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Embark on a journey through one of the most mystifying, awe-inspiring phenomena in the universe. What is a black hole? Where do they come from? Where do they go? Witness the bending of light, skewing of perception, and the dizzying descent into a black hole. Explore the latest scientific knowledge on black holes in a show that is visually immersive and very exciting.
This show incorporates some of the most visually stunning three-dimensional effects ever created for the planetarium. Add to that a sound effects track and 5.1 surround sound mix by George Lucas’ Skywalker Sound Studios and you have an incredible sensory experience.
Pink Floyd's legendary album returns, using all the capacities of the Museum s high-definition, full-dome video system. Fantastic sound and incredible images create an unforgettable experience. It's not just a laser show, it’s a totally new digital revolution in sight and sound surrounding you, immersing you and losing you in the Dark Side of the Moon.
This unique video experience is provided by Starlight Productions.
Through his stories, a grandfather takes his grandchildren and the audience on a wild canyon ride, to an ice age winter with a woolly mammoth, and to the time when the dinosaurs lived and died. Each experience begins with a telescope view of the dynamic Earth in stark contrast with the unchanging lunar landscape.
Earth³ Wild Ride is like many tales shared by grandparents over the centuries, except ôhe old country is really another planet - always visible from the moon base, but totally unlike the granddaughter³ world. Adventure and appreciation for home fill this 20-minute journey back to the Earth.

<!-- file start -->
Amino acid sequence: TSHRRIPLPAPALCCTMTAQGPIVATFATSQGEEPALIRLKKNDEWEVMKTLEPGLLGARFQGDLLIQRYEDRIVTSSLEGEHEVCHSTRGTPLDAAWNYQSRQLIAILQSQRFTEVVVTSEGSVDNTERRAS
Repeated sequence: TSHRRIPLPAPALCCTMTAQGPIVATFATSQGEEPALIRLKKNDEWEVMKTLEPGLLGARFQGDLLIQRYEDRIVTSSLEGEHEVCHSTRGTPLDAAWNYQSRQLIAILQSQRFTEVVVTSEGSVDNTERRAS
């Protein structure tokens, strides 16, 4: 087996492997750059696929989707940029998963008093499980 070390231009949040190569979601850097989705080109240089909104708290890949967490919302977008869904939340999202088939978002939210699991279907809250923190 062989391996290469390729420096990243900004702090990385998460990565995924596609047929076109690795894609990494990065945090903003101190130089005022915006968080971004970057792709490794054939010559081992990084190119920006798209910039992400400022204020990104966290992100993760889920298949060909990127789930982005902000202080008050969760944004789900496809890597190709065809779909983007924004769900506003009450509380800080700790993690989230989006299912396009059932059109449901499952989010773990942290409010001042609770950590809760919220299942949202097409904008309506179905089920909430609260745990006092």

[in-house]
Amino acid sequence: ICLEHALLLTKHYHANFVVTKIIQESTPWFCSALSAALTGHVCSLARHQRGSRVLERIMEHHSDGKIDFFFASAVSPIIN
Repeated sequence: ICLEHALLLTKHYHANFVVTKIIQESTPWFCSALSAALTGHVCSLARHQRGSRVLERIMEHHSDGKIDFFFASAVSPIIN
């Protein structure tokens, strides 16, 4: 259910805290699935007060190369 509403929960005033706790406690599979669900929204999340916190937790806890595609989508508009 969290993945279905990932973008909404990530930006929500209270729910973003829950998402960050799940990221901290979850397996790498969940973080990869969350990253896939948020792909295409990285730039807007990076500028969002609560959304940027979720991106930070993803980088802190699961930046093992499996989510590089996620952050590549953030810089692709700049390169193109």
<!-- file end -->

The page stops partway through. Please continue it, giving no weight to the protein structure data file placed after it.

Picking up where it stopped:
Explore Uxmal, Chichen Itza, Tikal, and Palenque --great Maya cities reconstructed at the peak of their elegance and power. Watch Maya astronomers observing the heavens to predict the future. Then visit lagoons and sink holes to discover what destroyed this advanced civilization --a fate that still threatens great urban centers around the world. It's a beautiful story for those who love to explore ancient civilizations and uncover the past, carved in silt and stone.
Are you ready for nature’s fury? This is your chance to survive three Category 5 storms-a hurricane, a tornado and a solar eruption-without any rain, wind or dangerous radiation. Discover the causes of weather catastrophes and venture into the middle of the action then nature goes Force 5!
Visit the Classic Mayan cities of Uxmal, Chichen Itza, Tikal, and Palenque to discover how the Maya aligned their temples to watch their sky gods and used interlocking calendars to record the past and predict the future.
Explore pyramids towering above the rainforest, designed as observatories to follow the sun. Experience the apocalypse of the Maya and discover how our fate in 2012 may be foretold in Mayan Prophecies.
A tragedy unfolds in the icy North Atlantic. Weather, ice, the sun and human error all contribute to the sinking of this unsinkable ship. Experience the Titanic’s last day to find out what went wrong. Discover how changing Arctic ice can prepare us for tomorrow.
Explore the wonders of our universe! Narrator Tom Hanks guides a flight through the universe and deep into galactic space. After reaching the edge of our cosmos, the tour takes a virtual shortcut back to Earth - a free fall through a black hole.
A famous story with a new ending! The Burke Baker Planetarium offers new insight in the search for the holiday star. Who were the wise men? Were there just 3? Did they follow a real star to Jerusalem? Is December 25th Jesus’ real birthday?